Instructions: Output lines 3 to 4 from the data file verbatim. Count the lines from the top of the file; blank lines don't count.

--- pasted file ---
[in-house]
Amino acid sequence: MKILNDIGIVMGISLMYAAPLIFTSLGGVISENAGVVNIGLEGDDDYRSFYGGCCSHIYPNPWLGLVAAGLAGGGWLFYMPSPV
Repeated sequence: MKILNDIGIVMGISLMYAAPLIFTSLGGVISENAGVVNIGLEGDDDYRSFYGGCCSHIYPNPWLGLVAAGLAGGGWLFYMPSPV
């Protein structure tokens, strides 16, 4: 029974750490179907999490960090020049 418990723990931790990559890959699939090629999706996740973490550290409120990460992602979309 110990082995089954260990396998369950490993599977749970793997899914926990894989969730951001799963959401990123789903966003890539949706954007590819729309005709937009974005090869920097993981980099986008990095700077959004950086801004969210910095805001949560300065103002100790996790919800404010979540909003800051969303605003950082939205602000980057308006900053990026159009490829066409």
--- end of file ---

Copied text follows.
Repeated sequence: MKILNDIGIVMGISLMYAAPLIFTSLGGVISENAGVVNIGLEGDDDYRSFYGGCCSHIYPNPWLGLVAAGLAGGGWLFYMPSPV
């Protein structure tokens, strides 16, 4: 029974750490179907999490960090020049 418990723990931790990559890959699939090629999706996740973490550290409120990460992602979309 110990082995089954260990396998369950490993599977749970793997899914926990894989969730951001799963959401990123789903966003890539949706954007590819729309005709937009974005090869920097993981980099986008990095700077959004950086801004969210910095805001949560300065103002100790996790919800404010979540909003800051969303605003950082939205602000980057308006900053990026159009490829066409």